Friday, January 22, 2021

Read What Succesful Content Writer Jamie Wilson Explains

Succesful content writer, founder of The Conservative Fiction Project, and Senior Editor, Liberty Island Media, Jamie Wilson, shares her expertise on today’s content writing opportunities.

"One of the biggest changes that content writing has afforded freelancers is the luxury of a reasonably steady paycheck. My current favorite gig, CrowdSource, provides consistent multiple projects which are lower paid compared to many freelance jobs - but they don't require much in the line of research, and writers can skip the hard speculative work of queries. She recently started a new gig at PJ Media, www.pjmedia.com.

 A freelancer just getting started can support himself or herself on jobs like this while querying for better-paid and higher-profile work. It's been a game-changer.

Content marketing is all advertising if and only if you consider everything broadcast on network television, including your favorite shows, to be advertising. It is designed to be clickbait, drawing readers - but in order to do that properly, it also has to be engaging content in and of itself, not just content that says "click the ads." Just like any newspaper or magazine content, web content needs to a) provide something of value to the reader and b) make money. The key to not being a hack is understanding the balance between the two - and sites that balance these two things properly are the ones that are most successful at both.

Journalism is indeed about information provided to an audience - but more and more, that audience is unwilling to pay directly for that information as they find more ways to acquire it for free. For that reason, journalism has been borrowing more heavily from content marketing techniques as the years go on, just in order to remain viable. Examples would include USA Today's very large content program and the San Francisco Chronicle's SFGate website, which is primarily what you might term content marketing. I know that's about clear as mud, but so is the demarcation between content marketing and journalism today.”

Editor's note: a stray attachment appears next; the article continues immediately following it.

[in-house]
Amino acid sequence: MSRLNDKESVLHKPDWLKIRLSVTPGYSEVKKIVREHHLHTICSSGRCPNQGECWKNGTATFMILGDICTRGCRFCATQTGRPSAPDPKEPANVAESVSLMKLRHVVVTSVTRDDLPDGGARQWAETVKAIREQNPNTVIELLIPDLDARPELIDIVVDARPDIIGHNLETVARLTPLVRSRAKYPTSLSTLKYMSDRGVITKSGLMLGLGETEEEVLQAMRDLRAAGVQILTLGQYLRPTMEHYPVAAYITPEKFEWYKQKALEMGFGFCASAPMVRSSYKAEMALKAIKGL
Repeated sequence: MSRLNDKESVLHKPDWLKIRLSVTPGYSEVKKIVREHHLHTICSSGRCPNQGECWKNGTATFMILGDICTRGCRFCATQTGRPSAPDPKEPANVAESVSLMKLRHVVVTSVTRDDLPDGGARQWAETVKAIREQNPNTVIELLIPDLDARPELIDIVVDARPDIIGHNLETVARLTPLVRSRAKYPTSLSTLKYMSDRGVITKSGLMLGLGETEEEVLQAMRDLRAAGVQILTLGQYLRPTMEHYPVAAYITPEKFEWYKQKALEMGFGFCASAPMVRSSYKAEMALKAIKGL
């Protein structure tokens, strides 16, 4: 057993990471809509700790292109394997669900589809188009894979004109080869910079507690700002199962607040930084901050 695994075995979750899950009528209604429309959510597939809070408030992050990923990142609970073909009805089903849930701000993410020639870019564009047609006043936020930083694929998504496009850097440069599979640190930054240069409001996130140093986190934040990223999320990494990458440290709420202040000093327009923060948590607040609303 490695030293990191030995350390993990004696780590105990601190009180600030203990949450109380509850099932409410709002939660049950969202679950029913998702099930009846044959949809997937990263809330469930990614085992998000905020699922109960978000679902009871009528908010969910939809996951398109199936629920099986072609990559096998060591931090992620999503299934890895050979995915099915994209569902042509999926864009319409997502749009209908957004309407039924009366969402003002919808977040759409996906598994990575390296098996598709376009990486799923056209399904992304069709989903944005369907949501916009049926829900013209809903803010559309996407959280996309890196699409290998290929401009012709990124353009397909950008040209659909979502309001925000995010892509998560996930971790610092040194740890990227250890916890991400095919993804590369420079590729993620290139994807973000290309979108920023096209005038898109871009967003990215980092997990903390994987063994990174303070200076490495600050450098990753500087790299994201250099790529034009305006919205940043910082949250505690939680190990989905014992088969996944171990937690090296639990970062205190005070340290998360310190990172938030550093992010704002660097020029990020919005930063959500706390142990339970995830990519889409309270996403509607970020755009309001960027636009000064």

She says good freelancers make good money doing content writing and editing - but they aren't hacks. Just like any other writing segment, there are tiers of expertise, and I've been fortunate enough to meet some of the best,” Jamie says.

A Navy wife and the mother of five children, she is the sister of a war hero.

“I am the founder of The Conservative Fiction Project, which helps conservative writers find one another and a wider audience. I work with Liberty Island Media, the first overtly conservative fiction publisher. I have always read stories and told stories, and I will always be a storyteller.”

Read Jamie Wilson’s stories, The Biscuit Boy and The Enforcement of Happiness, on Liberty Island Twitter:@jamiekwil

As a member of Writing Workshop since 1996, I'm always happy to share important information like Jamies. 

Join Internet Writing Workshop Your sure to find the list that will help you the most, and compatible members, willing to help you succeed.

Internet Writing Workshop

OR Internet Writing Workshop


 

Tuesday, October 6, 2020

Convert Double Spaces To Single Spaces

 

The standard form when typing is to leave two blank spaces after a period. However, most online publications want writers to leave only one space after a period.

When you're ready to submit your manuscript, this one easy task will change all two spaces after a period to one.

Before submitting your manuscript, go to your word processor's search and replace function.  In the search or find section, put <space> <space>.  In the replace field, type <space>.  Hit <Replace All> and that will search your document for two spaces and convert them to a single space.

For more writing and publishing information visit Access The World and Write Your Way To $$$ and Ultimate Internet Writers Directory.

No matter which genre you prefer writing, you'll get the most valuable help to successful writing available online when you become a member of Internet Writing Workshop.


Sunday, December 30, 2018

Ageless Authors 65 and Older


Ageless Authors was a website I learned about when a member of Internet Writing Workshop posted a message about their EntryTime for Senior Writing Contest.

Although I've never entered a contest before, I decided to give this third annual Ageless Authors international writing contest for senior writers age 65 and older a try.

Even though there is a $20 entry fee for submissions, this is the only international writing contest exclusively for older writers. Entries are being accepted  through March 15, 2019.

Ageless Authors website has much more than contests where elderly writers can learn a great deal. Chose from the menu bars on the right top corner. Add the website to your bookmarks.


If you're inclined to enter the third annual international writing contest, choose Contests at the top of the website to get the rules and guidelines.